I’ve spoken against unnecessary tension, but of course we do need to be appropriately engaged with the bar overhead. So, how can you best make that happen and where should you be feeling tension? Well, we know the elbows need to be solid, so If you are one that needs to feel tension with a bar overhead, that effort can be on locking the elbows. This elbow focus, combined with the wrists and shoulders relaxed down and bar aligned, will give us the coordinated tension we need. We must not forget though, at some point, even the elbow action should be automatic in the reception. Point here being a focus of “elbows” is more acceptable and recommended as the beginner tension emphasis (as opposed to “punch the shoulders” for example).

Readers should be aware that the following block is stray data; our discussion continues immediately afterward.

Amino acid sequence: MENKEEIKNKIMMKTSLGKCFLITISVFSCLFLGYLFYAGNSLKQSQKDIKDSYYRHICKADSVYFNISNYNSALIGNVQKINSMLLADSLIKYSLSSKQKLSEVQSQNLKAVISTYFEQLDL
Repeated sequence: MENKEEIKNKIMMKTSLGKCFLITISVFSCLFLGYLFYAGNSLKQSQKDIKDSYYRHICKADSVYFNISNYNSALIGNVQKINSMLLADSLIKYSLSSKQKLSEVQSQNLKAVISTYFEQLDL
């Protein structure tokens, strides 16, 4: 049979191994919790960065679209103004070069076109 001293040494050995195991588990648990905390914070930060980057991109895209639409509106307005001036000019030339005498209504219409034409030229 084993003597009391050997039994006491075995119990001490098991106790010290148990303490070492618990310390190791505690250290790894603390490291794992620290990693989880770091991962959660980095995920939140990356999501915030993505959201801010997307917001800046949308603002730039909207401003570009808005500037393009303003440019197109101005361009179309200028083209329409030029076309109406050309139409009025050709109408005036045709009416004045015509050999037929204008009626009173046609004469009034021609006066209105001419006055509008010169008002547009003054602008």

Again I’ll summarize what we are recommending your overhead position should be: “wrists back, elbows locked, shoulders down, bar in line with the back of the head!” As opposed to putting the burden and stress on isolated portions of the body through the discussed muscling actions, with these end ranges and alignment we will use more of our skeletal structure. Ultimately, we want a position, an effort, a coordination that will help distribute the load throughout your entire body.
Until next time,
2-Time Olympian, USAW
Dr. Aaron Horschig, PT,
DPT, CSCS, USAW